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A Friday night flash raid was full of win…

3 minute read

August 29, 2009, 3:24 PM

Well, I had fun on Friday night. A bunch of Anons, including myself, flash raided outside the Founding Church of Scientology for about four hours or so, and had a blast in the process. Beret went in superhero garb to an extent, wearing bright blue shiny tights, a cape, a black top, and of course, in the style of too many superheroes, underwear on the outside. Plus, of course, the customary Guy Fawkes mask. I had my Power Rangers tee on, and coupled that with a Guy Fawkes mask. Not bad, if you ask me.

We got going right around 5:00, holding signs and passing out You Found The Card cards. Soon, the Scientologists showed up, such as “camera girl” and Scientology spokesmodel Sylvia Stanard. Funny that they never show up for our global raids anymore, but will certainly come out when we flash raid. Sylvia and a few of her goons came out with a flyer entitled “ANONYMOUS Frequently Asked Questions”.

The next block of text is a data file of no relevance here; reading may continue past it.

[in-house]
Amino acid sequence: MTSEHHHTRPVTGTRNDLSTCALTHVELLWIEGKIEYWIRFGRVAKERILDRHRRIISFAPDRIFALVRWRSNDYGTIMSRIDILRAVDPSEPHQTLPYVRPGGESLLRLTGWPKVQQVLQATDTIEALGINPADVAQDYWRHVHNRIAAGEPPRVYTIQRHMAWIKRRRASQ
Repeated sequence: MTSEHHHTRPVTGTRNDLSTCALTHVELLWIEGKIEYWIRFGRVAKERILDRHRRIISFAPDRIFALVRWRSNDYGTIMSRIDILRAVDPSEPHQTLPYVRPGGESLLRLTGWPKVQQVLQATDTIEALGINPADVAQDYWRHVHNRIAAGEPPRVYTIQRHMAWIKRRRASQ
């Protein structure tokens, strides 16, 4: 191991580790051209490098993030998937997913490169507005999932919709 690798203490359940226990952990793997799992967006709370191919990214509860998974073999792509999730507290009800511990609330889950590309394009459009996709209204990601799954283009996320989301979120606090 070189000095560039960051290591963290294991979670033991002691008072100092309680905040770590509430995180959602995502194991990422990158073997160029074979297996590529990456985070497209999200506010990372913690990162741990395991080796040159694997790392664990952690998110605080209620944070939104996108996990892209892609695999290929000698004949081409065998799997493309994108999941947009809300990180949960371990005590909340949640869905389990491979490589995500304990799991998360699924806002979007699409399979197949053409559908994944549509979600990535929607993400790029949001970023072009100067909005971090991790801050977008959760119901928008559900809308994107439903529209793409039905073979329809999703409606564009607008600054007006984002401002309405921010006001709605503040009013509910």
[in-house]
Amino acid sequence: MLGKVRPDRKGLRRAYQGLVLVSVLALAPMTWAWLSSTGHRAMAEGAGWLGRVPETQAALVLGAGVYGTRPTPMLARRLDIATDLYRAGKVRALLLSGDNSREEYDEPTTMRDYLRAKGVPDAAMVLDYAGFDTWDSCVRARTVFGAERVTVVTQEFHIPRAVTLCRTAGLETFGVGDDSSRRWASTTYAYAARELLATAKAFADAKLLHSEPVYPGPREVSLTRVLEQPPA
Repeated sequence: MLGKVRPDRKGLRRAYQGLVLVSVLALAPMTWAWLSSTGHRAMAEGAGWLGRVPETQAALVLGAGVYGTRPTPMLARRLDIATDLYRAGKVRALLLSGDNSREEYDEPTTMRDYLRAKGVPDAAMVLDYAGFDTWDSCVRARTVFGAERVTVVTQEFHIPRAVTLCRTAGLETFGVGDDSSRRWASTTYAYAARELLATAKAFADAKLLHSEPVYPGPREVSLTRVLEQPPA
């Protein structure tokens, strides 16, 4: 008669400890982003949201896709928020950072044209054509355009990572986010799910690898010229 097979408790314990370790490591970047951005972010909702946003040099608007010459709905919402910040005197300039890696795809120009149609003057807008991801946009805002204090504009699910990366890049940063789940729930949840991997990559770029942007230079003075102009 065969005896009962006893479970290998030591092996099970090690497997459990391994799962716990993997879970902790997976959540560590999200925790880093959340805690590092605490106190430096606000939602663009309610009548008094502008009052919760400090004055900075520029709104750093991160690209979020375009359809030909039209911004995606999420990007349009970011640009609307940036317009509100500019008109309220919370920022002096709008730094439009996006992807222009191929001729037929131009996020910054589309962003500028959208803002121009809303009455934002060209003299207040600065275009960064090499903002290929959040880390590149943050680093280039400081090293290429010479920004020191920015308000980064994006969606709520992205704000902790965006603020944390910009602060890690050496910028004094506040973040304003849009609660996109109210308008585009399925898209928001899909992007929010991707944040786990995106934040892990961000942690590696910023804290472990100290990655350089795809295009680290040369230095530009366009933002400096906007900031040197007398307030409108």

The flyer was quite amusing, as they cited various YouTube videos and Web sites, and unverified Wikipedia passages. As a Wikipedia geek, that particularly amused me. The passages they cited were added on April 9, 2008, citing Uncyclopedia (hardly a reliable source). Scientology cites a revision on May 17, 2008, and the passages that they quoted were removed as unsourced on June 5, 2009. Yes, when you have a user-generated encyclopedia, sometimes stuff goes in that shouldn’t be there, and Scientology latched onto something with no sourcing. Fail on them. Plus using information about Anonymous as it existed in early 2008 to describe today’s Anonymous protests is kind of off, since much of that was before more mainstream Scientology critics such as Mark Bunker (aka “Wise Beard Man”) and Tory Christman joined the fold and helped Anonymous find its way. Now, many of the people involved in the early stuff are no longer active, and today’s group has little to no connection to the hacker group.

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Categories: Project Chanology

When you go beyond “first” church of something, it’s probably time to come up with a different name.

3 minute read

August 28, 2009, 3:05 PM